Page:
/ Stories

Hang ten and triage: Surfing Haida Gwaii with Dr. Jocelyn Black


Dr. Jocelyn Black, head to toe in a black wet suit, walking down a beach pathway toward the water, holding her surf bard under her right arm.
Dr. Jocelyn Black, Family Practitioner in Haida Gwaii

For me, Haida Gwaii has always been a bit of an enigma. Other than the beautiful photos of the untouched west coast I’ve seen, I wasn’t totally sure what it’s like to live and work on BC’s most western islands. This is why it was so awesome to chat up Dr. Jocelyn Black, a surfer and practicing physician who lives on Haida Gwaii! Here’s what Dr. Black had to say about the islands and the lifestyle that comes with them.

When and why did you move to Haida Gwaii, and what was your initial experience like? What did you think?

I first went in as a resident in 2015 with UBC Rural Family Medicine. I was there from July until October, and I started working right away. The hospital was short-staffed, but I still had a great time working with the physicians that were there and the nurses. One thing that stuck with me was how very quickly I was accepted into the community. Before I knew it, I was invited to gatherings and potlucks and people were really keen to get me surfing!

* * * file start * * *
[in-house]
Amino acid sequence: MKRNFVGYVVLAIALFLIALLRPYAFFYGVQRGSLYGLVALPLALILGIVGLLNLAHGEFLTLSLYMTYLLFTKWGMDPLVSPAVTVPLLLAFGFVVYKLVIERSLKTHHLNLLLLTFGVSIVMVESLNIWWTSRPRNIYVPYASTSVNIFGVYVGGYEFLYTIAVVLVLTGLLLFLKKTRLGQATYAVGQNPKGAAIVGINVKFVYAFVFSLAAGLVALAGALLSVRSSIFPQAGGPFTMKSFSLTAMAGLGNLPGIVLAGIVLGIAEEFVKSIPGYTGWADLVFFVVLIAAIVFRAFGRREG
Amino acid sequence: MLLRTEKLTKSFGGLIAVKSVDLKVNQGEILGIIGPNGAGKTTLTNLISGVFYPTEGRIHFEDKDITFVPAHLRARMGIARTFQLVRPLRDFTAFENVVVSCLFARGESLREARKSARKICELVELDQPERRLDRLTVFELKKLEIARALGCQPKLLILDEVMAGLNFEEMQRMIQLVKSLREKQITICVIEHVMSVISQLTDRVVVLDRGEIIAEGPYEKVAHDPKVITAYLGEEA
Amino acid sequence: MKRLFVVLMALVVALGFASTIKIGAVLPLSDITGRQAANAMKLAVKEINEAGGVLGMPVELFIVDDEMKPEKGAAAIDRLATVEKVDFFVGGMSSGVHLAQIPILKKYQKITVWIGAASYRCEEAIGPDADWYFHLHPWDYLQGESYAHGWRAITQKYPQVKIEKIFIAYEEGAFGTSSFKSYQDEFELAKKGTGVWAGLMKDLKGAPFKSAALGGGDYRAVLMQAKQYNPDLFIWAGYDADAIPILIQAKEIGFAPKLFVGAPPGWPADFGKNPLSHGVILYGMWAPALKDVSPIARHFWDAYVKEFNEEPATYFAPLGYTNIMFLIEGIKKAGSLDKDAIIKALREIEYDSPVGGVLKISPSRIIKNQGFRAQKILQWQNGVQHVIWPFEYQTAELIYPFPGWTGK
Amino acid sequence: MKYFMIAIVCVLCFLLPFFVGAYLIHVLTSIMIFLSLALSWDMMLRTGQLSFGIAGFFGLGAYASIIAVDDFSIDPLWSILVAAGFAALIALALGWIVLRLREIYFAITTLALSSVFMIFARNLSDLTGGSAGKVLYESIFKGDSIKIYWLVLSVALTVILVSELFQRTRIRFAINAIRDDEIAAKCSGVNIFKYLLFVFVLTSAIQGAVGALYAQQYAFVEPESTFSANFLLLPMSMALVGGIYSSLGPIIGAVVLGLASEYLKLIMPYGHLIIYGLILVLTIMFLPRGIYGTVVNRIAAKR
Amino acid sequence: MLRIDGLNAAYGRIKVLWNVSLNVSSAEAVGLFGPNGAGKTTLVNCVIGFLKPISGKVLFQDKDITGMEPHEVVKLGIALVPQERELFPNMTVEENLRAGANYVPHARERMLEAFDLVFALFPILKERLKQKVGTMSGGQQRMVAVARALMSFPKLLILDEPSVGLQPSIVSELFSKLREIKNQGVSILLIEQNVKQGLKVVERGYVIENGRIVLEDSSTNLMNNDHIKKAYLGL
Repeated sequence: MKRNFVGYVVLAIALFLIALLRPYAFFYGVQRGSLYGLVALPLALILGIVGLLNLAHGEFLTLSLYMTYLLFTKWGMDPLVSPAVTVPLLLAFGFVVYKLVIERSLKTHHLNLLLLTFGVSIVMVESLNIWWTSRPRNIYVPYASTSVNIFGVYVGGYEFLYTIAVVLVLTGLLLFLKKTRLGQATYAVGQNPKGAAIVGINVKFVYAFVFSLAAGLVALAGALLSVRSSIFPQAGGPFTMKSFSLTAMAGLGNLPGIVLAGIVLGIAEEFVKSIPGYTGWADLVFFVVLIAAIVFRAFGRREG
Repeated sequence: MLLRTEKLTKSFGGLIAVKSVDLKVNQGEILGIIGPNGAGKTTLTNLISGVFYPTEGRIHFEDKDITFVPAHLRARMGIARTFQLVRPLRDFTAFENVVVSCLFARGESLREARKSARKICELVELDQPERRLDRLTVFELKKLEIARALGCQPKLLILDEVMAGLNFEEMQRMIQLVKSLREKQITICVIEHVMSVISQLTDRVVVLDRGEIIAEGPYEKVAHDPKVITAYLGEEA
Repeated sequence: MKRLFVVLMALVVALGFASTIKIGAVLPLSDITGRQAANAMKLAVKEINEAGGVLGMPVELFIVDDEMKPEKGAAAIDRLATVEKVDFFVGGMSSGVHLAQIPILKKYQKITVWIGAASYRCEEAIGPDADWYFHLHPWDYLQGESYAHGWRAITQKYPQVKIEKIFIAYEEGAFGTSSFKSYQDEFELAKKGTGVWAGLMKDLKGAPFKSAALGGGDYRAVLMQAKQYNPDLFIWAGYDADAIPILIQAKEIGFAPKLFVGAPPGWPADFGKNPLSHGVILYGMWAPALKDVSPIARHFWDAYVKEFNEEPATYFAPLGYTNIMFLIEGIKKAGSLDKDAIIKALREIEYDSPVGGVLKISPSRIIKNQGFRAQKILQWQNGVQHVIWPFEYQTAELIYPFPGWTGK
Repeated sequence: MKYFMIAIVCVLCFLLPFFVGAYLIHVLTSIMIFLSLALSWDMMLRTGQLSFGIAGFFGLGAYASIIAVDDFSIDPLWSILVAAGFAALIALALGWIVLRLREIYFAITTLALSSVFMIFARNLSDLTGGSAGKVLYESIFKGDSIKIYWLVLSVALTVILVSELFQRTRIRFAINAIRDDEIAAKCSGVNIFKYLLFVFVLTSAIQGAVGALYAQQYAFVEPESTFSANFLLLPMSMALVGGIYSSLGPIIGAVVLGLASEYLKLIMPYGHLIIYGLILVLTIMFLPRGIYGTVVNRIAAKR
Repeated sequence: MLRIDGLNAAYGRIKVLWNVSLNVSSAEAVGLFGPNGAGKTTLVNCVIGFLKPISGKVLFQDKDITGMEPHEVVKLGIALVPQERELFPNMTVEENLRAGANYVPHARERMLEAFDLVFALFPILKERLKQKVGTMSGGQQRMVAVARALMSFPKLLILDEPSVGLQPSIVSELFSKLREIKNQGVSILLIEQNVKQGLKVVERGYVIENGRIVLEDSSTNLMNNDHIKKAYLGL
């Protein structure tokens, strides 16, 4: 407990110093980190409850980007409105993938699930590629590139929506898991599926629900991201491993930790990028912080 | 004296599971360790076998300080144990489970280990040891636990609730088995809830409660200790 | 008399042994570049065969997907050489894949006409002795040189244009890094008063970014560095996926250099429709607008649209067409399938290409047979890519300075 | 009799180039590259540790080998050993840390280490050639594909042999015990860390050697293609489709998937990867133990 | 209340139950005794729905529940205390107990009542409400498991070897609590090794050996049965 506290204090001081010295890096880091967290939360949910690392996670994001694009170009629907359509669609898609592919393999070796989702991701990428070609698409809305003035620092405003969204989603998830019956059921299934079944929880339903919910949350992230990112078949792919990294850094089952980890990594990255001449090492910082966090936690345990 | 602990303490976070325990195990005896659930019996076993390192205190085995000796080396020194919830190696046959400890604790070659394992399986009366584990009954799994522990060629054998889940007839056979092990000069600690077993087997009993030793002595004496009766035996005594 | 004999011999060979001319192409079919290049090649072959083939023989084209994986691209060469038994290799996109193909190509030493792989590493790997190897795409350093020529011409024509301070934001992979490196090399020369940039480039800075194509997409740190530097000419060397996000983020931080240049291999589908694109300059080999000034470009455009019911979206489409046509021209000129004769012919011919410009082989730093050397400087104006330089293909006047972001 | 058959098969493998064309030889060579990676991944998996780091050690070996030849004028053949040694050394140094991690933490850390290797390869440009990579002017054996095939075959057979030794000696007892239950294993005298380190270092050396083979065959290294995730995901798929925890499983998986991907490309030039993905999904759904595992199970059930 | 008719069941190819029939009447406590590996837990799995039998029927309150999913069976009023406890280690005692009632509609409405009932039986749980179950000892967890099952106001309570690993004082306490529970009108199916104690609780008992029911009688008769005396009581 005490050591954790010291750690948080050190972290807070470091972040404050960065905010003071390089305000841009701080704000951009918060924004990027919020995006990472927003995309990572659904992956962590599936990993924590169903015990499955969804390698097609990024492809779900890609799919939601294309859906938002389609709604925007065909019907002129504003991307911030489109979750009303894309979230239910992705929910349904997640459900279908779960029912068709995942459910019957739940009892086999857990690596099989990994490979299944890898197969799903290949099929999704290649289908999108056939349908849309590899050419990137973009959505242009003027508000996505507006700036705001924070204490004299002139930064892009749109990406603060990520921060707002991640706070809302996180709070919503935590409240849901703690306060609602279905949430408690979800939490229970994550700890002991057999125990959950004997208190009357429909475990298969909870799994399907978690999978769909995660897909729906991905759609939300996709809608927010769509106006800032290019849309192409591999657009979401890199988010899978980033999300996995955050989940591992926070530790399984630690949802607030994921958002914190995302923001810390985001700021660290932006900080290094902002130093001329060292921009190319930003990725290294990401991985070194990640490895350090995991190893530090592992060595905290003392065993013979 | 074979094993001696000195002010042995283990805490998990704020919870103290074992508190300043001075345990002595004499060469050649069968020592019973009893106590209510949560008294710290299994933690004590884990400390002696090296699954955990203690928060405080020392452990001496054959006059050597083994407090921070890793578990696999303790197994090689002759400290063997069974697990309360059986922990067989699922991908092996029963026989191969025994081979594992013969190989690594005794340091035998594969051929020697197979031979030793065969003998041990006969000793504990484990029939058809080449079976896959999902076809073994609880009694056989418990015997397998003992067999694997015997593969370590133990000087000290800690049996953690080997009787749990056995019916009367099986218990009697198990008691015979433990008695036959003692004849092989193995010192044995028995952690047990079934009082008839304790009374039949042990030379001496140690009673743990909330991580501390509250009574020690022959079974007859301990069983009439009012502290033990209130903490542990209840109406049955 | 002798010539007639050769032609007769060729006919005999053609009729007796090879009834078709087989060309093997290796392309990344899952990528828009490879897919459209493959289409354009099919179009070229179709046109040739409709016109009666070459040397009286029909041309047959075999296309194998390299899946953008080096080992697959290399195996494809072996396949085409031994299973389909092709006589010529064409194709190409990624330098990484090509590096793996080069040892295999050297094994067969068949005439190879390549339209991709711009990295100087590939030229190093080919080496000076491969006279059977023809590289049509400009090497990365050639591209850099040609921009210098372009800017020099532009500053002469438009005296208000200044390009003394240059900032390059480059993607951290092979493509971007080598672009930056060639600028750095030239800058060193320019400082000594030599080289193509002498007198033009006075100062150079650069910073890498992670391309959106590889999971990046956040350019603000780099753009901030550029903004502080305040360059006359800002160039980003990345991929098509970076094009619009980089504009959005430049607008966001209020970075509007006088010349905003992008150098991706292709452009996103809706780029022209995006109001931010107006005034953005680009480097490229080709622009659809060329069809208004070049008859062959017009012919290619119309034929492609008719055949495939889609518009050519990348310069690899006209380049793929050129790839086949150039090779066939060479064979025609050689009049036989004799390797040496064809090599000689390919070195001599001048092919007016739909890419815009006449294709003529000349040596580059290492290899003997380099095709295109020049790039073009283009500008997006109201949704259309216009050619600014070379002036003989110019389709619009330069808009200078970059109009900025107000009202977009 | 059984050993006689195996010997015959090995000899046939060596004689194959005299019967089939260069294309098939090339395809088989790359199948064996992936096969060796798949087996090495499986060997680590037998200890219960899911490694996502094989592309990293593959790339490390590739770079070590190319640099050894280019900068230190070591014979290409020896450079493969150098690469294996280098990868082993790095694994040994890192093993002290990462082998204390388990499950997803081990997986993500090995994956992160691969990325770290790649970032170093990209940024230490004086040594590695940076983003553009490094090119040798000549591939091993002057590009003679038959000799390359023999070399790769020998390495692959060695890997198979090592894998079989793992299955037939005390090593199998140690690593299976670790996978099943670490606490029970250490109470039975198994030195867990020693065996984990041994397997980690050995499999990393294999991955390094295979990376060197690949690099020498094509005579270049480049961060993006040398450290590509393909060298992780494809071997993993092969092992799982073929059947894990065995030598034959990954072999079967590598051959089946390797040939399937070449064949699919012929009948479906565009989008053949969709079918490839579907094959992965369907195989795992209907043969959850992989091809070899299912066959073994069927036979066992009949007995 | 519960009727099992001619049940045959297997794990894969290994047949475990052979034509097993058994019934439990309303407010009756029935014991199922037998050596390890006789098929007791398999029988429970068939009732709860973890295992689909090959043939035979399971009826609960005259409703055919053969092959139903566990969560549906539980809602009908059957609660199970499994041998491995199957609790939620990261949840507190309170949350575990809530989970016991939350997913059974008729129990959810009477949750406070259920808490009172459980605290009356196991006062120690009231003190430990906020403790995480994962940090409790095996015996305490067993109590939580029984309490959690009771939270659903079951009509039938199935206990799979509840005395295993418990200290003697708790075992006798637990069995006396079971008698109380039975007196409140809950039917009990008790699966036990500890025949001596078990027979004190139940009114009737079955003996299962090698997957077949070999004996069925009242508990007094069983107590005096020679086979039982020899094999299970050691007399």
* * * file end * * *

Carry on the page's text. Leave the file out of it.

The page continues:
That’s where my surfing life started. I had a few doctors that lent me wet suits, loaned me surf boards, and said they’d take me out and try to teach me how to get on a wave.

Looking back now, I think about how awesome everyone was. There was this immediate acceptance from people that was really unique and special. It really hooked me into Haida Gwaii.

I'm originally from a small town in Ontario, so I grew up having a general sense of who my neighbours were and the families in town, and feeling pretty safe. Haida Gwaii has felt really comfortable for me.

Halfway through my rotation, my partner joined me on the island and he felt the exact same!

Tell me about your experience working on Haida Gwaii. What does a day in the life of Dr. Black look like?

4 surfers sitting on their surf boards in the water 50 feet from shore
Dr. Jocelyn Black waiting for the next wave with friends

On the island, I do a mix of clinic and emergency call. Usually if we have patients in the morning admitted to the hospital, I’ll go in a little bit early, around 8 - 8:30 am. There is often a huddle at the nursing station where we meet with the interdisciplinary team to review patients admitted and try to plan for discharge.

From there, I either start seeing patients in Emerge, or I'm in clinic. In the clinic I see patients every 20 or 30 minutes. It’s lower volume, but with more complicated medical issues, more trauma-informed care.

My on-call period is 24 hours, usually. During this time, I try to get a good chunk of sleep during the night, and the following day wrap up and head home in the morning or early afternoon. You don't get too bored, that’s for sure!

What does Haida Gwaii bring to surfing that other places don’t?